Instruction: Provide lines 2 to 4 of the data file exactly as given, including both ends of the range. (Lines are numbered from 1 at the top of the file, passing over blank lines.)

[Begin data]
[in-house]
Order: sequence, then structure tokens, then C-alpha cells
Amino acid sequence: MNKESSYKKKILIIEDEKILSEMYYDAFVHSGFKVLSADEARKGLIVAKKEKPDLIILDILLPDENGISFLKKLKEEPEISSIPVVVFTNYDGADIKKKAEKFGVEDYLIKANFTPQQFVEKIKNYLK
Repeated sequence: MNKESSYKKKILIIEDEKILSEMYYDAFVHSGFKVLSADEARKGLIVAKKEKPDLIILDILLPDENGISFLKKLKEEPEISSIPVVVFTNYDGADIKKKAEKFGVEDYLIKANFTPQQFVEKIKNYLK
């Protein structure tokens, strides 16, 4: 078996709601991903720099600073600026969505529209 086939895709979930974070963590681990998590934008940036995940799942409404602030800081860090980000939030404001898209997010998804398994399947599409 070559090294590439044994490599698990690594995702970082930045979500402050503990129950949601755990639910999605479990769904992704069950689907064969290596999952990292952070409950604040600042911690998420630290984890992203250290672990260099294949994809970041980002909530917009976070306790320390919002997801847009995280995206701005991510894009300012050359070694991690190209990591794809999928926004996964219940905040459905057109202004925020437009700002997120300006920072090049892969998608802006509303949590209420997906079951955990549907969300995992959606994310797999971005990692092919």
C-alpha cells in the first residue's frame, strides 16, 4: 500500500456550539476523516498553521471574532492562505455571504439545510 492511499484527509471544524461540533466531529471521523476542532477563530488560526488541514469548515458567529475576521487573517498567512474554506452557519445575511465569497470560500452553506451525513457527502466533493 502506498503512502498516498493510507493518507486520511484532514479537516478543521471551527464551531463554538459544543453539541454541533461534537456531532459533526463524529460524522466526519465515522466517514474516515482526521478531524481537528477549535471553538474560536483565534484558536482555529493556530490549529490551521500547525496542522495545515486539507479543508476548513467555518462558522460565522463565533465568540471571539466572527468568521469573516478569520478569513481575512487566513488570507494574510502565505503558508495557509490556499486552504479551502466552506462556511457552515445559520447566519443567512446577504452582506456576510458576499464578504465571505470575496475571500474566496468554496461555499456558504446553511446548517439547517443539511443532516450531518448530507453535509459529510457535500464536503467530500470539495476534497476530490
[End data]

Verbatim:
Order: sequence, then structure tokens, then C-alpha cells
Amino acid sequence: MNKESSYKKKILIIEDEKILSEMYYDAFVHSGFKVLSADEARKGLIVAKKEKPDLIILDILLPDENGISFLKKLKEEPEISSIPVVVFTNYDGADIKKKAEKFGVEDYLIKANFTPQQFVEKIKNYLK
Repeated sequence: MNKESSYKKKILIIEDEKILSEMYYDAFVHSGFKVLSADEARKGLIVAKKEKPDLIILDILLPDENGISFLKKLKEEPEISSIPVVVFTNYDGADIKKKAEKFGVEDYLIKANFTPQQFVEKIKNYLK